Aay Preston-Myint: Well, Diamonds and Texas were two iterations/sections of the same artists collective in warehouse space in Bridgeport, back in the day. We all did our share of programming and running events, mostly art shows and music, and let’s not forget parties. No Coast was a similar collective/consensus structure but centered around the concept and physical space of a bookstore, shared studio space, in addition to an open community workshop. When I look at these and other organizations I’ve been involved with (the online curatorial project Monsters and Dust, the experimental cultural center Mess Hall, and the microgrant/queer dance party called Chances), the difference is not so much in work or ‘roles,’ but the content of each project itself. These are ventures that have all been run by consensus to serve a specific audience or community. As such, roles can shift depending on interest, ability, and the needs of our contingents. I think the impact on my own work has been that I have a desire to engage, entertain, and encourage dialogue through my practice. I enjoy using color, a richness in materials, humor, mystery/seduction, and participation to engage the viewer. Creating a gravitational pull, drawing people into an active space — that’s what all the organizations I work with have done.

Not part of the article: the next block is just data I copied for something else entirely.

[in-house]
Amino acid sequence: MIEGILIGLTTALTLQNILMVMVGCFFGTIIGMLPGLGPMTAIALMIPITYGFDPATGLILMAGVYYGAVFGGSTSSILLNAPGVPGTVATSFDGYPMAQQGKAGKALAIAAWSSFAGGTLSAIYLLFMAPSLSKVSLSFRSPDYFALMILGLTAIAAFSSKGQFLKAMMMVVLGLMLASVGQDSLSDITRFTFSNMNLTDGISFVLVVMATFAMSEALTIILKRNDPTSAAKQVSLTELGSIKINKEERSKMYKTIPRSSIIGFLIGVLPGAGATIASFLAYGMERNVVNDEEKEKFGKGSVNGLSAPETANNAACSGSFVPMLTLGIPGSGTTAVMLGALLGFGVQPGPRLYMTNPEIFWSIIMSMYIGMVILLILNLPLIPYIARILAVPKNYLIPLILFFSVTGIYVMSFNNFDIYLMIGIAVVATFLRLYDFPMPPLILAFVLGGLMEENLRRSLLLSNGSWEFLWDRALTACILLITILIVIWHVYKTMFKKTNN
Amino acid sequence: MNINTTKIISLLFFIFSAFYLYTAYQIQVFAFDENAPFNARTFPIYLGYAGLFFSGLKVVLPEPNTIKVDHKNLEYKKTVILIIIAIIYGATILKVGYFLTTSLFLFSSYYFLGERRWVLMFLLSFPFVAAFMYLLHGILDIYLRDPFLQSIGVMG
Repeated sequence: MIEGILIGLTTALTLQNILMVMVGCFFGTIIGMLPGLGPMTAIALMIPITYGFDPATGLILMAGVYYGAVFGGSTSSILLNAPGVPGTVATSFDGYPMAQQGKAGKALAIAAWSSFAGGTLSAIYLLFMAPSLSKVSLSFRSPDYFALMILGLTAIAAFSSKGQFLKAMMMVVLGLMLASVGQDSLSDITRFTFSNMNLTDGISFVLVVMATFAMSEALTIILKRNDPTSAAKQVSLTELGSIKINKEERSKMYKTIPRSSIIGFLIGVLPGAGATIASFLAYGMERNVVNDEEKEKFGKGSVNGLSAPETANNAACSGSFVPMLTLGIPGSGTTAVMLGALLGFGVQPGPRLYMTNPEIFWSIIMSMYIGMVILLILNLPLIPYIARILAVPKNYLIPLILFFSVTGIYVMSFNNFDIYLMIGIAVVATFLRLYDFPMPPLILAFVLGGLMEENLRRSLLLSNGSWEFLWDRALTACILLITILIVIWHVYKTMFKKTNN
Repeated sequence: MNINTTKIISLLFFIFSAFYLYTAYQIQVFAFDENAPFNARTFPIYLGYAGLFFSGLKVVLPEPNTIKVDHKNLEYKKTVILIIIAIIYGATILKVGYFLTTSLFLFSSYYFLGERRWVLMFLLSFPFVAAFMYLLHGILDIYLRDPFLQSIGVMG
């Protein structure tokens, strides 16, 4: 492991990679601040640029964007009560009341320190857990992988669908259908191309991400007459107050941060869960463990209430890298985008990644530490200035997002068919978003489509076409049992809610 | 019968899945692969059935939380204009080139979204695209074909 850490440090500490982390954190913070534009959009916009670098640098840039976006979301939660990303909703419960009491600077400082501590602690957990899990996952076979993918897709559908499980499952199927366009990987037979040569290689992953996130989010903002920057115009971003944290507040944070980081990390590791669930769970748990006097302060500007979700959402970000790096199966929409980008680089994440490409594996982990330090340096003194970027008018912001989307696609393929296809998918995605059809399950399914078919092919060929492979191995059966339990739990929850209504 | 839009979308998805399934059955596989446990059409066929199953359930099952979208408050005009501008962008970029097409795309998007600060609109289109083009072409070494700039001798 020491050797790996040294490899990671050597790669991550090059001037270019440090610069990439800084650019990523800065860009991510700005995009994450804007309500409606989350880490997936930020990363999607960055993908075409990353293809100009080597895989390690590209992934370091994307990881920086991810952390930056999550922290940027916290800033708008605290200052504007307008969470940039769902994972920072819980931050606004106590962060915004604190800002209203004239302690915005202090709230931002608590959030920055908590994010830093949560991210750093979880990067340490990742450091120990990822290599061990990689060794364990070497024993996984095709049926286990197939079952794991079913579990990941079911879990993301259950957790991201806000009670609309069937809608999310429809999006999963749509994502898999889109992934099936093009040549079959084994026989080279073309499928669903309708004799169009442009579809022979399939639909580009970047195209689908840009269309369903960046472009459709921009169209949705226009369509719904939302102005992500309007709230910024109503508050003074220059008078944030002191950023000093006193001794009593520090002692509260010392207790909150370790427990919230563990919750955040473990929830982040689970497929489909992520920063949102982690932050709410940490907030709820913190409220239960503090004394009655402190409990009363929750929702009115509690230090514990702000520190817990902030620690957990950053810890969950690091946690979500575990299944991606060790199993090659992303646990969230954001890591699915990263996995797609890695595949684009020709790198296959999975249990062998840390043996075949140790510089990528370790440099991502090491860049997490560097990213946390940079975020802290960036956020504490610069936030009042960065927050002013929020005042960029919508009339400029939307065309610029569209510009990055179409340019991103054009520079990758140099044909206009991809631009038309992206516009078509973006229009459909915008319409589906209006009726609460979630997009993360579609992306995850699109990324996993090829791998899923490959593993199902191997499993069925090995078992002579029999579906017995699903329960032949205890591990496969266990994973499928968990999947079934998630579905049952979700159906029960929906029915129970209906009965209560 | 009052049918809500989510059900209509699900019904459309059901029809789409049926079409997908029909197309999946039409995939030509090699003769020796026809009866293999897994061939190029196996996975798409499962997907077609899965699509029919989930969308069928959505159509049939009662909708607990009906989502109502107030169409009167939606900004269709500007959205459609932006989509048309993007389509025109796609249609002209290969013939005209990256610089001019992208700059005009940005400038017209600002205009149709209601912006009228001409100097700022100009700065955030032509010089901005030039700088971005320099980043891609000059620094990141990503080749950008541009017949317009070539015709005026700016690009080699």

CP: Do you categorize different aspects of your art practice?